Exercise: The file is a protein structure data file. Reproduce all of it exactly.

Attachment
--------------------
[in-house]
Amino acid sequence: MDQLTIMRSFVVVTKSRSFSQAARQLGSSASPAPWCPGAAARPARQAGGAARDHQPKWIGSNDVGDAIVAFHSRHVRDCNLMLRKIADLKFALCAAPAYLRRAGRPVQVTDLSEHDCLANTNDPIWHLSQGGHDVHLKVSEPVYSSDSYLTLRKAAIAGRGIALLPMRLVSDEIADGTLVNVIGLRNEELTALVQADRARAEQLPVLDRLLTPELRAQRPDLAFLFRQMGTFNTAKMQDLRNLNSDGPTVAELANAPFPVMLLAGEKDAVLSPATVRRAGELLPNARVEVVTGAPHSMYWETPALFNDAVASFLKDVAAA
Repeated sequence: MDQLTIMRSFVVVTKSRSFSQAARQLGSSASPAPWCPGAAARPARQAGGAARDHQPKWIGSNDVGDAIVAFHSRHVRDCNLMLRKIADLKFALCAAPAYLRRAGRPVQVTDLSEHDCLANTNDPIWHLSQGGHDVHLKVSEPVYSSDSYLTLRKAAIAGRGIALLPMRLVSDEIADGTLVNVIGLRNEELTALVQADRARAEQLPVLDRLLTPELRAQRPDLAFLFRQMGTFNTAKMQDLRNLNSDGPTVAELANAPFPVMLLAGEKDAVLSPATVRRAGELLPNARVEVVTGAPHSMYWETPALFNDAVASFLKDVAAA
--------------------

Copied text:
[in-house]
Amino acid sequence: MDQLTIMRSFVVVTKSRSFSQAARQLGSSASPAPWCPGAAARPARQAGGAARDHQPKWIGSNDVGDAIVAFHSRHVRDCNLMLRKIADLKFALCAAPAYLRRAGRPVQVTDLSEHDCLANTNDPIWHLSQGGHDVHLKVSEPVYSSDSYLTLRKAAIAGRGIALLPMRLVSDEIADGTLVNVIGLRNEELTALVQADRARAEQLPVLDRLLTPELRAQRPDLAFLFRQMGTFNTAKMQDLRNLNSDGPTVAELANAPFPVMLLAGEKDAVLSPATVRRAGELLPNARVEVVTGAPHSMYWETPALFNDAVASFLKDVAAA
Repeated sequence: MDQLTIMRSFVVVTKSRSFSQAARQLGSSASPAPWCPGAAARPARQAGGAARDHQPKWIGSNDVGDAIVAFHSRHVRDCNLMLRKIADLKFALCAAPAYLRRAGRPVQVTDLSEHDCLANTNDPIWHLSQGGHDVHLKVSEPVYSSDSYLTLRKAAIAGRGIALLPMRLVSDEIADGTLVNVIGLRNEELTALVQADRARAEQLPVLDRLLTPELRAQRPDLAFLFRQMGTFNTAKMQDLRNLNSDGPTVAELANAPFPVMLLAGEKDAVLSPATVRRAGELLPNARVEVVTGAPHSMYWETPALFNDAVASFLKDVAAA